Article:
Hardgrove started the business with a cousin and a friend — hence the name “cousins” — after his discharge from the Army in the late 1960s. Thanks to plenty of hard work, business grew until, by the ‘90s, Hardgrove was in semi-retirement and living in Florida and had a manager running the shop.
When the manager died unexpectedly, Hardgrove came back to run the store.
“But he wasn’t 23 anymore, so it was tough,” Richardson said.
Then a mutual friend, Larry Kelly, introduced Hardgrove to Richardson, who had been working as a consultant to various small businesses.
“George and I hit it off, and within the first three months we had turned around sales by $100,000,” Richardson said. “So I said it was time for me to move on to the next project, but instead I became an equity partner. That was around 2011. We had the best five years of business ever and were doing great.”
In early 2014, Hardgrove’s health began to deteriorate “and he said he was thinking about retiring, so I bought him out. He was going to continue to consult and he owned the real estate, and in the middle of the transaction he died (at the age of 69). I was locked out for two years.” Cousins will still sell military surplus clothing and gear, but is also branching out into collectibles and will hold clinics on selfdefense and survival skills.
Richardson ultimately settled out of court with Hardgrove’s heirs, all the while knowing that Cousins Army- Navy was still a Columbus icon.
“We got 30 to 50 calls a day during the close,” he said. “So we took a lease on this store and bought out a surplus store in Kentucky that was going out of business. While we were getting the store ready, there were so many people coming by asking when we would open. When we finally did, traffic was like we never left. It was great.”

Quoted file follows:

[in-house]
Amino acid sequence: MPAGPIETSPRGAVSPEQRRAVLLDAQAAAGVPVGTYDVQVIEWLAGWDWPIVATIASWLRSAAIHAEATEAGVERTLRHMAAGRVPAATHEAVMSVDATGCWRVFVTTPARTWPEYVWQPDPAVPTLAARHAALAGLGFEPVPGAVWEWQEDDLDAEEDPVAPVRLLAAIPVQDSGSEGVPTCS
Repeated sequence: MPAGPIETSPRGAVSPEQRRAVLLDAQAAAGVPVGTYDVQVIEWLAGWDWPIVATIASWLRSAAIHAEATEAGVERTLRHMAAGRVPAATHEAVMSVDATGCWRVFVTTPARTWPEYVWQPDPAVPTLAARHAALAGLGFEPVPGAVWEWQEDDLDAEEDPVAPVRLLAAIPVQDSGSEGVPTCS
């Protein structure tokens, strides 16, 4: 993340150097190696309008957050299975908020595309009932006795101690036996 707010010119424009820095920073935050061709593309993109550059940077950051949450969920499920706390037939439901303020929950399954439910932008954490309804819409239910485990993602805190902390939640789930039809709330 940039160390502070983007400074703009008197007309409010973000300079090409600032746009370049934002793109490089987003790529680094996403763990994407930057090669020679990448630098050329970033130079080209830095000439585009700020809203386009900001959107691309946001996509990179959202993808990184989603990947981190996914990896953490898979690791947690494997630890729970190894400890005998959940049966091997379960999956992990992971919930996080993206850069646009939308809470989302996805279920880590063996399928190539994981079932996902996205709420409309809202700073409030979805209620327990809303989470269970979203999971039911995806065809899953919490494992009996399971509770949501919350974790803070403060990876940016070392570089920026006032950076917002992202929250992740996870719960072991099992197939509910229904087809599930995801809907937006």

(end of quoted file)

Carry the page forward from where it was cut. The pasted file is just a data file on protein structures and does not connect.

The new store is “about the same size, maybe a little bigger than the old store,” he said, and not only sells military surplus clothing and gear but also “a lot of new stuff. We’re also starting to branch out into vintage and collectibles, and moving into survival supplies — we’re getting MREs in a
week or two — and I’ve got a contact who can build a bunker in your garage. The other thing we’re going to do is hold little mini-clinics on self-defense and survival skills.”
While the store has moved, it was important to stay on High Street to honor Hardgrove’s memory, Richardson said.
“I called George ‘the mayor of High Street’ because he was born at 1st and High and never left,” he said. “George and I were best of friends. He still speaks to me. I had an order of dog tags from a Boy Scout troop, and I didn’t know it. One night I was locking up and the alarm goes off. It never goes off, but it did that night — and I saw the order. I wound up staying until midnight getting the order done. It’s little things like that.”